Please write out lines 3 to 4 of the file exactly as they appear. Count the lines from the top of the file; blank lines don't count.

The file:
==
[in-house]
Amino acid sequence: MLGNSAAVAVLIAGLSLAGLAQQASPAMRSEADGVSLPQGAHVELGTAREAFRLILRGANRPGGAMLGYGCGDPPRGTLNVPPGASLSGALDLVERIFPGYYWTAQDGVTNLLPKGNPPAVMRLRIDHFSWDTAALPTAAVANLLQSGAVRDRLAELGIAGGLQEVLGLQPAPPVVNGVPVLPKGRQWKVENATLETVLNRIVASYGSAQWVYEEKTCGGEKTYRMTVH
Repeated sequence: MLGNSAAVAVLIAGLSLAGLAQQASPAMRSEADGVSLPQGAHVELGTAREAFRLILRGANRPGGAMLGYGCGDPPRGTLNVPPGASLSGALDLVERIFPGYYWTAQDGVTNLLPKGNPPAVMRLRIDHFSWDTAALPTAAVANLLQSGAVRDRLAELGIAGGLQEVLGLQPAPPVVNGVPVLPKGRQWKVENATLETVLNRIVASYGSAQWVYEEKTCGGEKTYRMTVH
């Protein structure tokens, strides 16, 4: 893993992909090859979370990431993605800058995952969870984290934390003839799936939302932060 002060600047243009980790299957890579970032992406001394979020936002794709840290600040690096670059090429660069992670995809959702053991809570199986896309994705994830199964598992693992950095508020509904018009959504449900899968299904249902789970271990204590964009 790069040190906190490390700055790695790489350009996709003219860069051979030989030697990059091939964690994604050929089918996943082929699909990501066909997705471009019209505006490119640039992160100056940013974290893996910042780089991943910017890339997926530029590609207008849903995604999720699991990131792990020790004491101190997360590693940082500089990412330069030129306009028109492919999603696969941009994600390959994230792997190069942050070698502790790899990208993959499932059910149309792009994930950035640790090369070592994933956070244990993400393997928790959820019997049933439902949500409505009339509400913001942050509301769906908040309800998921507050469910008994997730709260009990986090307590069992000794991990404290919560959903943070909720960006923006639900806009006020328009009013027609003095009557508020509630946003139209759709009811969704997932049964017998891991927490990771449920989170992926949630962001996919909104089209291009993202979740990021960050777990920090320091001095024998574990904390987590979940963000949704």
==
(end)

Repeated sequence: MLGNSAAVAVLIAGLSLAGLAQQASPAMRSEADGVSLPQGAHVELGTAREAFRLILRGANRPGGAMLGYGCGDPPRGTLNVPPGASLSGALDLVERIFPGYYWTAQDGVTNLLPKGNPPAVMRLRIDHFSWDTAALPTAAVANLLQSGAVRDRLAELGIAGGLQEVLGLQPAPPVVNGVPVLPKGRQWKVENATLETVLNRIVASYGSAQWVYEEKTCGGEKTYRMTVH
């Protein structure tokens, strides 16, 4: 893993992909090859979370990431993605800058995952969870984290934390003839799936939302932060 002060600047243009980790299957890579970032992406001394979020936002794709840290600040690096670059090429660069992670995809959702053991809570199986896309994705994830199964598992693992950095508020509904018009959504449900899968299904249902789970271990204590964009 790069040190906190490390700055790695790489350009996709003219860069051979030989030697990059091939964690994604050929089918996943082929699909990501066909997705471009019209505006490119640039992160100056940013974290893996910042780089991943910017890339997926530029590609207008849903995604999720699991990131792990020790004491101190997360590693940082500089990412330069030129306009028109492919999603696969941009994600390959994230792997190069942050070698502790790899990208993959499932059910149309792009994930950035640790090369070592994933956070244990993400393997928790959820019997049933439902949500409505009339509400913001942050509301769906908040309800998921507050469910008994997730709260009990986090307590069992000794991990404290919560959903943070909720960006923006639900806009006020328009009013027609003095009557508020509630946003139209759709009811969704997932049964017998891991927490990771449920989170992926949630962001996919909104089209291009993202979740990021960050777990920090320091001095024998574990904390987590979940963000949704």